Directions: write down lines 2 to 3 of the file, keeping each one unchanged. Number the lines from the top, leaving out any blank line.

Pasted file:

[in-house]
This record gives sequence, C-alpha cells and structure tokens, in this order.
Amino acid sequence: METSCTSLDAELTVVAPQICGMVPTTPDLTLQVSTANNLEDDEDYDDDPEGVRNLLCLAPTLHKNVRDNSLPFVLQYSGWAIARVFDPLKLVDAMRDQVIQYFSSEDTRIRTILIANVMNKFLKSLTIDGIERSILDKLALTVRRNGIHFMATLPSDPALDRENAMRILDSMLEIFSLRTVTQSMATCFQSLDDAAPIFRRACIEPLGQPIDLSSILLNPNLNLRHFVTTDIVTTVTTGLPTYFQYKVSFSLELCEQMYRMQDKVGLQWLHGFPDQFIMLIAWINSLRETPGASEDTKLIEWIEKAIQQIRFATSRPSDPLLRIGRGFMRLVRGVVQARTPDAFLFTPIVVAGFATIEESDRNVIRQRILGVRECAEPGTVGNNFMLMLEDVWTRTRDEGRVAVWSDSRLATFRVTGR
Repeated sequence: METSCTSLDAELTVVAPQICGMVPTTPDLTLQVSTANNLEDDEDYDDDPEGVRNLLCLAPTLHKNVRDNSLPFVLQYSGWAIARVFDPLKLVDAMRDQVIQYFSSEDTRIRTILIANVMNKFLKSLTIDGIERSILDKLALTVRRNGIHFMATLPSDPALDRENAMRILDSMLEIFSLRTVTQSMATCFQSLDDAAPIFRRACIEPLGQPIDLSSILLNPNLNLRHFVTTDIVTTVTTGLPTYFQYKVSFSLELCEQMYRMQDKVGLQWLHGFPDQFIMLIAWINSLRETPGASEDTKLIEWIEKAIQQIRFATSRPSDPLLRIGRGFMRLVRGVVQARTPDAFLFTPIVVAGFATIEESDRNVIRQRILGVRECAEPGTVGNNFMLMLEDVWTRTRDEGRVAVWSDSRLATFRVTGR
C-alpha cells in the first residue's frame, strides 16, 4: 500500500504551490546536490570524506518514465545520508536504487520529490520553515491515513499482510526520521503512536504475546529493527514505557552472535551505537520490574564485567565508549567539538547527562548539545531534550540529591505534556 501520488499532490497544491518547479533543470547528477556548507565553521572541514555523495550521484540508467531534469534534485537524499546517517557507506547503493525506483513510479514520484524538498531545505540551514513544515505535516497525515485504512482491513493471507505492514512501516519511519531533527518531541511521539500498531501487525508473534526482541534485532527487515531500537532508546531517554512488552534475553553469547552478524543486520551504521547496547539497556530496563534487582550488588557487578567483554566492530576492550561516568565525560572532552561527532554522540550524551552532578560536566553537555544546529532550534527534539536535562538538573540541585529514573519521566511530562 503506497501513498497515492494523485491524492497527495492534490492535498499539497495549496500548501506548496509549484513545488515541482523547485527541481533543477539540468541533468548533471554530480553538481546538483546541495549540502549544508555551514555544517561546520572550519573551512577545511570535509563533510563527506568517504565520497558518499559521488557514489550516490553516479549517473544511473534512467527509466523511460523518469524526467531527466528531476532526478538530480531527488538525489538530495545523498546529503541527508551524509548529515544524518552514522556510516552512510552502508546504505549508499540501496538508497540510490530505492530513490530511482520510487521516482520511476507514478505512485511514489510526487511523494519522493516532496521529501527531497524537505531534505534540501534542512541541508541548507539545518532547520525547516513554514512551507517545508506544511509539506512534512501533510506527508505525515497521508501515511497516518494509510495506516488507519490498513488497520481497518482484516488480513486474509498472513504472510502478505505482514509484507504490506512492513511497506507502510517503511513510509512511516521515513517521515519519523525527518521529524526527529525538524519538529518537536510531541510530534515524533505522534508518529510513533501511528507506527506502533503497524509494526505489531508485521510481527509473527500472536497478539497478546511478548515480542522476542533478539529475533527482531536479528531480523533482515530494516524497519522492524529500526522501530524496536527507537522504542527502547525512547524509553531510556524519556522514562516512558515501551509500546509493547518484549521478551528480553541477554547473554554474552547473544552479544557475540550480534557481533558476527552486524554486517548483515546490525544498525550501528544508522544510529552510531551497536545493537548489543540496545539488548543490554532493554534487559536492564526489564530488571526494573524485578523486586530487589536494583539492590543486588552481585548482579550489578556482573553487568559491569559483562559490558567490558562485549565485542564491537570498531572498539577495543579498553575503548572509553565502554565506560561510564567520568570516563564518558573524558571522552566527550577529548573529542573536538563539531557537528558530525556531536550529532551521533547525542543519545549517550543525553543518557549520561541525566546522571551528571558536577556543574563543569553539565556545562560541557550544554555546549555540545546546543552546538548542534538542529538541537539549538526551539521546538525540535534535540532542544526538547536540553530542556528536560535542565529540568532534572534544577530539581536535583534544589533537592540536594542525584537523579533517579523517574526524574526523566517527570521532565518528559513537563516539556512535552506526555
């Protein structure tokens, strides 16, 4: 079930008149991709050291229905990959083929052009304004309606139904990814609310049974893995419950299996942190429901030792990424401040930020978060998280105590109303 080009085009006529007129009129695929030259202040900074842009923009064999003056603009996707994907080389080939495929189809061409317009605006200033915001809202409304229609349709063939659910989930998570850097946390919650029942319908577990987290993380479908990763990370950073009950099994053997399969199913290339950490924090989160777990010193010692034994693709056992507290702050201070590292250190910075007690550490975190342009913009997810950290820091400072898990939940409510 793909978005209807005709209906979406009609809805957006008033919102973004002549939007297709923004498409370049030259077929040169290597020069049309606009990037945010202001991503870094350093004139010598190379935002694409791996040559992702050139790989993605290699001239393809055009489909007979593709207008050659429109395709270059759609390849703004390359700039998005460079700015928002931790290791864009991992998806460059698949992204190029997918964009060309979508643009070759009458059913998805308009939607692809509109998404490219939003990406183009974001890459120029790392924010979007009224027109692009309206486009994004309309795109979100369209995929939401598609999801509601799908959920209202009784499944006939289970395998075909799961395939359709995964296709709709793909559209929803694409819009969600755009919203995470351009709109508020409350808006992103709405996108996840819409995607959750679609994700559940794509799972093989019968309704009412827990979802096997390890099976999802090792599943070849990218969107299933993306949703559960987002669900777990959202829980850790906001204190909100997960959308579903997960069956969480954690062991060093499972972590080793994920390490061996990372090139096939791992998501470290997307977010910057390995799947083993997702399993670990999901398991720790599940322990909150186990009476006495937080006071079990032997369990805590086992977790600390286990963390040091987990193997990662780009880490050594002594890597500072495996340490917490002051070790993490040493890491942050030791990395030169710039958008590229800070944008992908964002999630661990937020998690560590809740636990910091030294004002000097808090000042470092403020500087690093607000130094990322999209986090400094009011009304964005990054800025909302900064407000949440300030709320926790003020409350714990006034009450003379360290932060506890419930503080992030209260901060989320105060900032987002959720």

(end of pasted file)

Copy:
This record gives sequence, C-alpha cells and structure tokens, in this order.
Amino acid sequence: METSCTSLDAELTVVAPQICGMVPTTPDLTLQVSTANNLEDDEDYDDDPEGVRNLLCLAPTLHKNVRDNSLPFVLQYSGWAIARVFDPLKLVDAMRDQVIQYFSSEDTRIRTILIANVMNKFLKSLTIDGIERSILDKLALTVRRNGIHFMATLPSDPALDRENAMRILDSMLEIFSLRTVTQSMATCFQSLDDAAPIFRRACIEPLGQPIDLSSILLNPNLNLRHFVTTDIVTTVTTGLPTYFQYKVSFSLELCEQMYRMQDKVGLQWLHGFPDQFIMLIAWINSLRETPGASEDTKLIEWIEKAIQQIRFATSRPSDPLLRIGRGFMRLVRGVVQARTPDAFLFTPIVVAGFATIEESDRNVIRQRILGVRECAEPGTVGNNFMLMLEDVWTRTRDEGRVAVWSDSRLATFRVTGR